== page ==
In some impoverished countries, poverty-stricken infants are nine times more likely to die in their first month compared to babies born in high-income countries. Those who live may have hearing and vision problems.

Children in poverty tend to miss more school due to sickness and endure more stress at home. Homelessness is particularly hard on children because they often have little to no access to healthcare and lack proper nutrition—which often results in frequent health issues.

Causes and Effects of Poverty

Access to good schools, healthcare, electricity, safe water, and other critical services remains elusive for many and is often determined by socioeconomic status, gender, ethnicity, and geography. For those able to move out of poverty, progress is often temporary. Economic shocks, food insecurity, and climate change threaten their gains and may force them back into poverty.

Poverty is a difficult cycle to break and often passes from one generation to the next. Typical consequences of poverty include alcohol and substance abuse, limited access to education, poor housing and living conditions, and increased levels of disease. Heightened poverty is likely to cause increased tensions in society as inequality increases. These issues often lead to rising crime rates in communities affected by poverty.

The United Nations and the World Bank are major advocates of reducing world poverty. The World Bank has an ambitious target of reducing poverty to less than 3% of the global population by 2030. Some of the actionable plans to eliminate poverty include the following:

  • Installing wells that provide access to clean drinking water
  • Educating farmers on how to produce more food
  • Constructing shelter for the poor
  • Building schools to educate disadvantaged communities
  • Providing enhanced access to better healthcare services by building medical clinics and hospitals

For poverty to be eradicated as the World Bank has set out to do, communities, governments, and corporations would need to collaborate to implement strategies that improve living conditions for the world’s poor.

What Causes Poverty?

There is no single source of poverty. Poverty is often determined by socioeconomic status, ethnicity, gender, and geography. Many people are born into poverty and have little hope of overcoming it, while others may fall into this situation due to negative economic conditions, natural disasters, or surging living costs—as well as drug addiction, depression, and other mental health issues. Conflict and geopolitical unrest can also lead to poverty as families are displaced.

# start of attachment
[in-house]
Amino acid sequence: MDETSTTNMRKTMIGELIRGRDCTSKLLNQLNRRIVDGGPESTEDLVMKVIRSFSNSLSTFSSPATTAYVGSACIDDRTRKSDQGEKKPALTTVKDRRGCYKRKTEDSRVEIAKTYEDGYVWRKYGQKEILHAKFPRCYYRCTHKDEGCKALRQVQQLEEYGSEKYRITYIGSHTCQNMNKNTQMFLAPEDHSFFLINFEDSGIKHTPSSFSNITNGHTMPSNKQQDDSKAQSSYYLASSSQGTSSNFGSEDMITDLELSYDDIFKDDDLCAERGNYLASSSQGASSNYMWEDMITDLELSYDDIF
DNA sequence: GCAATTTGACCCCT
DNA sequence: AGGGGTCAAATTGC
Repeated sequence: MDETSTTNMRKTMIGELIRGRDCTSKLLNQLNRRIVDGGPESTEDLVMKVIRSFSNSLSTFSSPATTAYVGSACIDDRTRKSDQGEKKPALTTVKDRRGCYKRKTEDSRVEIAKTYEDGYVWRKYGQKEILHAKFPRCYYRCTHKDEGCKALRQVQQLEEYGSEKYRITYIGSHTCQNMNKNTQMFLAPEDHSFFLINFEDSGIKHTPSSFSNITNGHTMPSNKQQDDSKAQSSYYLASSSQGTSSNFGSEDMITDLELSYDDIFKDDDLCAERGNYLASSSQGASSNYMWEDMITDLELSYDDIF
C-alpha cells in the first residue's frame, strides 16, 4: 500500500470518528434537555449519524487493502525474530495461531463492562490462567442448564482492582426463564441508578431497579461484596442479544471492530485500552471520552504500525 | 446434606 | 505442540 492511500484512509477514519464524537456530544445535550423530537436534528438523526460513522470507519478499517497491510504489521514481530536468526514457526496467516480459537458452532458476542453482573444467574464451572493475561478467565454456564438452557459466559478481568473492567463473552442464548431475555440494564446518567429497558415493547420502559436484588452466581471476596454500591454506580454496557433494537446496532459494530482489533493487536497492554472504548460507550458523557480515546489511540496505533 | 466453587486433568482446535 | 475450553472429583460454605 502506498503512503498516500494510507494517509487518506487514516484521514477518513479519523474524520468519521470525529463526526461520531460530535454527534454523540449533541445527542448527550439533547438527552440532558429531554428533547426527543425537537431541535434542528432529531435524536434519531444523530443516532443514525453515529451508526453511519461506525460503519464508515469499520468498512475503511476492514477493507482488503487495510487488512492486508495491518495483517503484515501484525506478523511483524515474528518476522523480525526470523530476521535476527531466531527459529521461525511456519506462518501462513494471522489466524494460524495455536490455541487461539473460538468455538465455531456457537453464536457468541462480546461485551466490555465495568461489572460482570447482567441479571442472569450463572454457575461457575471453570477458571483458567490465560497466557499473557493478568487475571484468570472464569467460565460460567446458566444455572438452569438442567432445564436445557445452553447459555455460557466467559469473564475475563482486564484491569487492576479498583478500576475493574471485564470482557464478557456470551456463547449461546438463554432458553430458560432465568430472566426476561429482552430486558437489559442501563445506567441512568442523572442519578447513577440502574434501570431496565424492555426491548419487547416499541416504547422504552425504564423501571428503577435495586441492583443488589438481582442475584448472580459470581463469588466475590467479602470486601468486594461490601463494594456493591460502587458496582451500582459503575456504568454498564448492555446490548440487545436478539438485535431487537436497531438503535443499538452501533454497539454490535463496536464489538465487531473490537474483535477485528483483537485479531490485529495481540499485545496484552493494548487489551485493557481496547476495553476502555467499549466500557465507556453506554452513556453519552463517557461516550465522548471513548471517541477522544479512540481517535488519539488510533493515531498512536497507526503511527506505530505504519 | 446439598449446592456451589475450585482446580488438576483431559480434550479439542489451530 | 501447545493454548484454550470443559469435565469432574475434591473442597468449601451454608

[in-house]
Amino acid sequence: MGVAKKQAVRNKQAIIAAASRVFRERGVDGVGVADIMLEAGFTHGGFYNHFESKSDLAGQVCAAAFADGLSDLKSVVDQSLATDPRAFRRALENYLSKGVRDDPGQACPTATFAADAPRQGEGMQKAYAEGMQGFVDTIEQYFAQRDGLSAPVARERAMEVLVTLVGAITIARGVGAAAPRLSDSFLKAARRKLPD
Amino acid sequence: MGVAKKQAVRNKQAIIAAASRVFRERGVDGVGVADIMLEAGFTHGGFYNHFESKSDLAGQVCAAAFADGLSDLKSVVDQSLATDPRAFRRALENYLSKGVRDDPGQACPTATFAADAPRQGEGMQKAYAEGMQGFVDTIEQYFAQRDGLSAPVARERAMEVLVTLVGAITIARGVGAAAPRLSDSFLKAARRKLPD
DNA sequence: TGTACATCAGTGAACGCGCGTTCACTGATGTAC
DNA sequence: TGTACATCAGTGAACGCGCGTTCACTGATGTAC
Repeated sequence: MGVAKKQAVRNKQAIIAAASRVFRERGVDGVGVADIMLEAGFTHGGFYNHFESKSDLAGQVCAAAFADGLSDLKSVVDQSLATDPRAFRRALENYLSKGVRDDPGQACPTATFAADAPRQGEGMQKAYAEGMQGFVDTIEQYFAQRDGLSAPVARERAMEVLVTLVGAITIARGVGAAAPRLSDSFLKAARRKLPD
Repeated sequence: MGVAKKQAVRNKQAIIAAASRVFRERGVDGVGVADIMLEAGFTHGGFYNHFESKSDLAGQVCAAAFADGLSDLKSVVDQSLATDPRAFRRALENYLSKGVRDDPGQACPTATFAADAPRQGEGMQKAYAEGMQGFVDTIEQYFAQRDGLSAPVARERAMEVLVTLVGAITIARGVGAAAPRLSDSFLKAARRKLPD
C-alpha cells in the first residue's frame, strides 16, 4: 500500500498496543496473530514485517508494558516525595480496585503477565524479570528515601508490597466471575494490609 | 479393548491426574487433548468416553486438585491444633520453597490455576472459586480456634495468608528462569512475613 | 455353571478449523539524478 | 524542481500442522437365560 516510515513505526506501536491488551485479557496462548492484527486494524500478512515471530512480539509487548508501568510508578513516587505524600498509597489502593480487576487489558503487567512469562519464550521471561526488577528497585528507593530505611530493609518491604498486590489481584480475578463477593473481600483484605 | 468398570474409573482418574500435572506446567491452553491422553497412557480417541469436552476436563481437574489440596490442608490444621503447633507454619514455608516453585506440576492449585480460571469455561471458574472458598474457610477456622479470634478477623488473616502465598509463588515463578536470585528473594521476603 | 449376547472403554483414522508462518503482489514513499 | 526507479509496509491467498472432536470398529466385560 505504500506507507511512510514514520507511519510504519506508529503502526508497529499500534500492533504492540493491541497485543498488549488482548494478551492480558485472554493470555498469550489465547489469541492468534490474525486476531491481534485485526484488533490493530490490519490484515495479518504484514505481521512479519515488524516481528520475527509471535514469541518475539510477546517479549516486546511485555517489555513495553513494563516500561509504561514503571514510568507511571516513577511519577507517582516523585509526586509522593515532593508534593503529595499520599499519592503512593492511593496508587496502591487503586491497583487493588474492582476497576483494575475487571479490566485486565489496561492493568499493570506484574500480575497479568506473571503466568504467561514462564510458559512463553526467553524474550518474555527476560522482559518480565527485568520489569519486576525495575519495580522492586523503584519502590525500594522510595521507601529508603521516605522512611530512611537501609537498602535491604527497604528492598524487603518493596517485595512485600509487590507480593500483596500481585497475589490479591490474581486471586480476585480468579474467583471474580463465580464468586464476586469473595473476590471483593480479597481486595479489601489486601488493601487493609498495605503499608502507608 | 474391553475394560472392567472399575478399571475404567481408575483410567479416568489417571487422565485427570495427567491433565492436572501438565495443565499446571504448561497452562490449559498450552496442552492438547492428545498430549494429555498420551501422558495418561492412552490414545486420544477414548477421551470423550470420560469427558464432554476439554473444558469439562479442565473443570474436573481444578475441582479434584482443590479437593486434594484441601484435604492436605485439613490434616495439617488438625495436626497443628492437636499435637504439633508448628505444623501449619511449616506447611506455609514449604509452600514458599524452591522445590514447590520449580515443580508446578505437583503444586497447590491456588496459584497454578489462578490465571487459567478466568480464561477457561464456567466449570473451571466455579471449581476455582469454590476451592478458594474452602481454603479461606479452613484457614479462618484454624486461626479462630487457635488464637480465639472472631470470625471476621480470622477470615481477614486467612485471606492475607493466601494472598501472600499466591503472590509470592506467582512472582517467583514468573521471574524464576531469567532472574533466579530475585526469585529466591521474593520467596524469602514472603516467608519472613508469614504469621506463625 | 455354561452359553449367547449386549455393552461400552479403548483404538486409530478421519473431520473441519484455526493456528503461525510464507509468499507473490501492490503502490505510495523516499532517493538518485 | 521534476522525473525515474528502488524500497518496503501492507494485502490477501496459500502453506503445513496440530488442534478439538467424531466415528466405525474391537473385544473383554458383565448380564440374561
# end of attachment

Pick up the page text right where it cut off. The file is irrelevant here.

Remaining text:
How Is Poverty Measured?

Like many other countries, poverty in the U.S. is measured by a set of income thresholds that vary by family size and composition. These thresholds are supplied by the Census Bureau and are updated annually to account for inflation, as measured by the Consumer Price Index for All Urban Consumers (CPI-U). Other countries do not use an absolute threshold, but instead a relative level of income below which the poverty line is established. For instance, a country may say that the bottom 10% of all earners constitute those in poverty.

Which States Have the Highest Poverty Rates?

According to the latest figures supplied by the U.S. Census Bureau, the states with the highest poverty rates are Mississippi, Louisiana, and New Mexico.

How Can Poverty Be Solved?

The answer to this question is complicated and nuanced. If it were easy or obvious, poverty would no longer be such a big issue. Social welfare programs and private philanthropy are ways to provide for those in poverty, along with access to essentials like clean water, good food, and adequate healthcare. However, more is needed. Programs that encourage impoverished individuals to obtain skills, jobs, and education are also important as a longer-term cure.

Article Sources
Investopedia requires writers to use primary sources to support their work. These include white papers, government data, original reporting, and interviews with industry experts. We also reference original research from other reputable publishers where appropriate. You can learn more about the standards we follow in producing accurate, unbiased content in our editorial policy.
  1. U.S. Department of Health & Human Services. "Poverty Guidelines."

  2. U.S. Census Bureau. "Poverty - Surveys & Programs."

  3. U.S. Census Bureau. "How the Census Bureau Measures Poverty."

  4. U.S. Census Bureau. "Income and Poverty in the United States: 2020."

  5. U.S. Census Bureau. "Poverty Thresholds."

  6. U.S. Department of Health & Human Services. "Programs that Use the Poverty Guidelines as a Part of Eligibility Determination."

  7. The World Bank. "Poverty."

  8. National Library of Medicine. "Distribution and Determinants of Low Birth Weight in Developing Countries."

  9. The World Bank. "A Child Under 15 Dies Every Five Seconds Around the World – UN Report."

  10. UNICEF. "Levels and Trends in Child Mortality."

  11. The World Bank. "Ending Extreme Poverty."

  12. U.S. Census Bureau. "Percentage of People in Poverty by State Using 2- and 3-Year Averages: 2017-2018 and 2019-2020."